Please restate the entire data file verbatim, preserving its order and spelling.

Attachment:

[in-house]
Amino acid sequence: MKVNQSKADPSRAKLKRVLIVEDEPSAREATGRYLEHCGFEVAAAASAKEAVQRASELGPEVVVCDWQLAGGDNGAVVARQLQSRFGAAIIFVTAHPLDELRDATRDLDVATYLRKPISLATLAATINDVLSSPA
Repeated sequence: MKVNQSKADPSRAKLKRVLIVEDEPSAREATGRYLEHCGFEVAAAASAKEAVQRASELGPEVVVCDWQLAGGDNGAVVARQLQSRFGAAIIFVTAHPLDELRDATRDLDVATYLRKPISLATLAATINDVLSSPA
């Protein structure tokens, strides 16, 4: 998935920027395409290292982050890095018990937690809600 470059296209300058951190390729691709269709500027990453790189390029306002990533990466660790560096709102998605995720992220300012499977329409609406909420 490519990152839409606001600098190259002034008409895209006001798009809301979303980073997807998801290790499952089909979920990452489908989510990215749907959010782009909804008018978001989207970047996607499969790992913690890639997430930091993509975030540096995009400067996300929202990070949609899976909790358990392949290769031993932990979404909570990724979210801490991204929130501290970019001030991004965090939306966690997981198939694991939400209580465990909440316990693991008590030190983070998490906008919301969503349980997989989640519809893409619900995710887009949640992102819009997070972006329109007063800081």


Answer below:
[in-house]
Amino acid sequence: MKVNQSKADPSRAKLKRVLIVEDEPSAREATGRYLEHCGFEVAAAASAKEAVQRASELGPEVVVCDWQLAGGDNGAVVARQLQSRFGAAIIFVTAHPLDELRDATRDLDVATYLRKPISLATLAATINDVLSSPA
Repeated sequence: MKVNQSKADPSRAKLKRVLIVEDEPSAREATGRYLEHCGFEVAAAASAKEAVQRASELGPEVVVCDWQLAGGDNGAVVARQLQSRFGAAIIFVTAHPLDELRDATRDLDVATYLRKPISLATLAATINDVLSSPA
């Protein structure tokens, strides 16, 4: 998935920027395409290292982050890095018990937690809600 470059296209300058951190390729691709269709500027990453790189390029306002990533990466660790560096709102998605995720992220300012499977329409609406909420 490519990152839409606001600098190259002034008409895209006001798009809301979303980073997807998801290790499952089909979920990452489908989510990215749907959010782009909804008018978001989207970047996607499969790992913690890639997430930091993509975030540096995009400067996300929202990070949609899976909790358990392949290769031993932990979404909570990724979210801490991204929130501290970019001030991004965090939306966690997981198939694991939400209580465990909440316990693991008590030190983070998490906008919301969503349980997989989640519809893409619900995710887009949640992102819009997070972006329109007063800081």